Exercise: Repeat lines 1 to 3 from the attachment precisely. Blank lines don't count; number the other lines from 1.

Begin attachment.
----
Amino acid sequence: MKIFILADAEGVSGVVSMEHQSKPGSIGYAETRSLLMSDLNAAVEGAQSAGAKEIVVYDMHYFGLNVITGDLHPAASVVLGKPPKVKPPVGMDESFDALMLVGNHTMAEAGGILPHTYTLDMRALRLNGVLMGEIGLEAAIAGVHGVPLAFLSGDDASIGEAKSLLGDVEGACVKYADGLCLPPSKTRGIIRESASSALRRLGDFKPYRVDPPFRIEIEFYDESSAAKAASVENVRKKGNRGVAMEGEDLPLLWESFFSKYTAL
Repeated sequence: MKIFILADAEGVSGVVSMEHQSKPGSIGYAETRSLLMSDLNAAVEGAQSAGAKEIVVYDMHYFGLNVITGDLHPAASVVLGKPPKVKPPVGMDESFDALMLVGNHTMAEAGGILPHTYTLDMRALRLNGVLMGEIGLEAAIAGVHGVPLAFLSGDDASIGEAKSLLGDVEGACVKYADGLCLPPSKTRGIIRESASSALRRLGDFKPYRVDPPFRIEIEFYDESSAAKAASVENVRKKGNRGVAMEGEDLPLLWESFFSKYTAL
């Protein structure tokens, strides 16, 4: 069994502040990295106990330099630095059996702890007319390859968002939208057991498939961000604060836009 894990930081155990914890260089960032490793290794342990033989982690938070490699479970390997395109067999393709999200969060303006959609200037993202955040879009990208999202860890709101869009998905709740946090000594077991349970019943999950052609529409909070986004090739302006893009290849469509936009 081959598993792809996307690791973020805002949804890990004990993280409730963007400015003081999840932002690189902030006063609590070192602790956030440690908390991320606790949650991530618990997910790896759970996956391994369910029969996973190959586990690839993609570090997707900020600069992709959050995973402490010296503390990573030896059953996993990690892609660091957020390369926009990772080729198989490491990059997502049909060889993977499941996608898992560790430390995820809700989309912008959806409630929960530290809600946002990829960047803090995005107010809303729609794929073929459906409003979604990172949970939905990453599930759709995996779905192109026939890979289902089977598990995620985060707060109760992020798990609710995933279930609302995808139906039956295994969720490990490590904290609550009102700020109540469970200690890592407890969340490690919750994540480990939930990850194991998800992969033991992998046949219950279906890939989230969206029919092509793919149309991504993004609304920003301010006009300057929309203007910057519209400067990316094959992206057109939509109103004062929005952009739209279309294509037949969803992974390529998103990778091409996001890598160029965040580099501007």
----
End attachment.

Amino acid sequence: MKIFILADAEGVSGVVSMEHQSKPGSIGYAETRSLLMSDLNAAVEGAQSAGAKEIVVYDMHYFGLNVITGDLHPAASVVLGKPPKVKPPVGMDESFDALMLVGNHTMAEAGGILPHTYTLDMRALRLNGVLMGEIGLEAAIAGVHGVPLAFLSGDDASIGEAKSLLGDVEGACVKYADGLCLPPSKTRGIIRESASSALRRLGDFKPYRVDPPFRIEIEFYDESSAAKAASVENVRKKGNRGVAMEGEDLPLLWESFFSKYTAL
Repeated sequence: MKIFILADAEGVSGVVSMEHQSKPGSIGYAETRSLLMSDLNAAVEGAQSAGAKEIVVYDMHYFGLNVITGDLHPAASVVLGKPPKVKPPVGMDESFDALMLVGNHTMAEAGGILPHTYTLDMRALRLNGVLMGEIGLEAAIAGVHGVPLAFLSGDDASIGEAKSLLGDVEGACVKYADGLCLPPSKTRGIIRESASSALRRLGDFKPYRVDPPFRIEIEFYDESSAAKAASVENVRKKGNRGVAMEGEDLPLLWESFFSKYTAL
């Protein structure tokens, strides 16, 4: 069994502040990295106990330099630095059996702890007319390859968002939208057991498939961000604060836009 894990930081155990914890260089960032490793290794342990033989982690938070490699479970390997395109067999393709999200969060303006959609200037993202955040879009990208999202860890709101869009998905709740946090000594077991349970019943999950052609529409909070986004090739302006893009290849469509936009 081959598993792809996307690791973020805002949804890990004990993280409730963007400015003081999840932002690189902030006063609590070192602790956030440690908390991320606790949650991530618990997910790896759970996956391994369910029969996973190959586990690839993609570090997707900020600069992709959050995973402490010296503390990573030896059953996993990690892609660091957020390369926009990772080729198989490491990059997502049909060889993977499941996608898992560790430390995820809700989309912008959806409630929960530290809600946002990829960047803090995005107010809303729609794929073929459906409003979604990172949970939905990453599930759709995996779905192109026939890979289902089977598990995620985060707060109760992020798990609710995933279930609302995808139906039956295994969720490990490590904290609550009102700020109540469970200690890592407890969340490690919750994540480990939930990850194991998800992969033991992998046949219950279906890939989230969206029919092509793919149309991504993004609304920003301010006009300057929309203007910057519209400067990316094959992206057109939509109103004062929005952009739209279309294509037949969803992974390529998103990778091409996001890598160029965040580099501007």